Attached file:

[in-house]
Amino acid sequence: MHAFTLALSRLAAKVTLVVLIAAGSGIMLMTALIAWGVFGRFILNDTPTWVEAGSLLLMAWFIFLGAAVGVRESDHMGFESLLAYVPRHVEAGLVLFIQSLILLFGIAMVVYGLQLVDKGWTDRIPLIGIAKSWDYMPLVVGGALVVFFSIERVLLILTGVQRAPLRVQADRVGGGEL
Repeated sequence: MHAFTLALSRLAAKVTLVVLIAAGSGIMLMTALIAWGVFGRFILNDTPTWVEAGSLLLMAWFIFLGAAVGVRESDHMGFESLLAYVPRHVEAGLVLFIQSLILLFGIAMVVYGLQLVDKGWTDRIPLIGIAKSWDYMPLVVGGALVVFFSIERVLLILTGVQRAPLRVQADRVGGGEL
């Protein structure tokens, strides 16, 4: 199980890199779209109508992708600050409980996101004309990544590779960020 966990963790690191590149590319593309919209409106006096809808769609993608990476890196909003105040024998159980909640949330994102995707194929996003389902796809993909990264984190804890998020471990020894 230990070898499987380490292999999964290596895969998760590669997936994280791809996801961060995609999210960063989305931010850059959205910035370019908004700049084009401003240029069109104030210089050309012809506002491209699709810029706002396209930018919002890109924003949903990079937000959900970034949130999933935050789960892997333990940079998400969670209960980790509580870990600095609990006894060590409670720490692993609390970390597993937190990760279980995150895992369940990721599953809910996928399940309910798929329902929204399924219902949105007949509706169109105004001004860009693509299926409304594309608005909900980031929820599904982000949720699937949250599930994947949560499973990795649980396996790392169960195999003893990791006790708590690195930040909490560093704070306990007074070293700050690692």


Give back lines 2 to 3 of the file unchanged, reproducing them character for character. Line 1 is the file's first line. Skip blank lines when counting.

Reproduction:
Amino acid sequence: MHAFTLALSRLAAKVTLVVLIAAGSGIMLMTALIAWGVFGRFILNDTPTWVEAGSLLLMAWFIFLGAAVGVRESDHMGFESLLAYVPRHVEAGLVLFIQSLILLFGIAMVVYGLQLVDKGWTDRIPLIGIAKSWDYMPLVVGGALVVFFSIERVLLILTGVQRAPLRVQADRVGGGEL
Repeated sequence: MHAFTLALSRLAAKVTLVVLIAAGSGIMLMTALIAWGVFGRFILNDTPTWVEAGSLLLMAWFIFLGAAVGVRESDHMGFESLLAYVPRHVEAGLVLFIQSLILLFGIAMVVYGLQLVDKGWTDRIPLIGIAKSWDYMPLVVGGALVVFFSIERVLLILTGVQRAPLRVQADRVGGGEL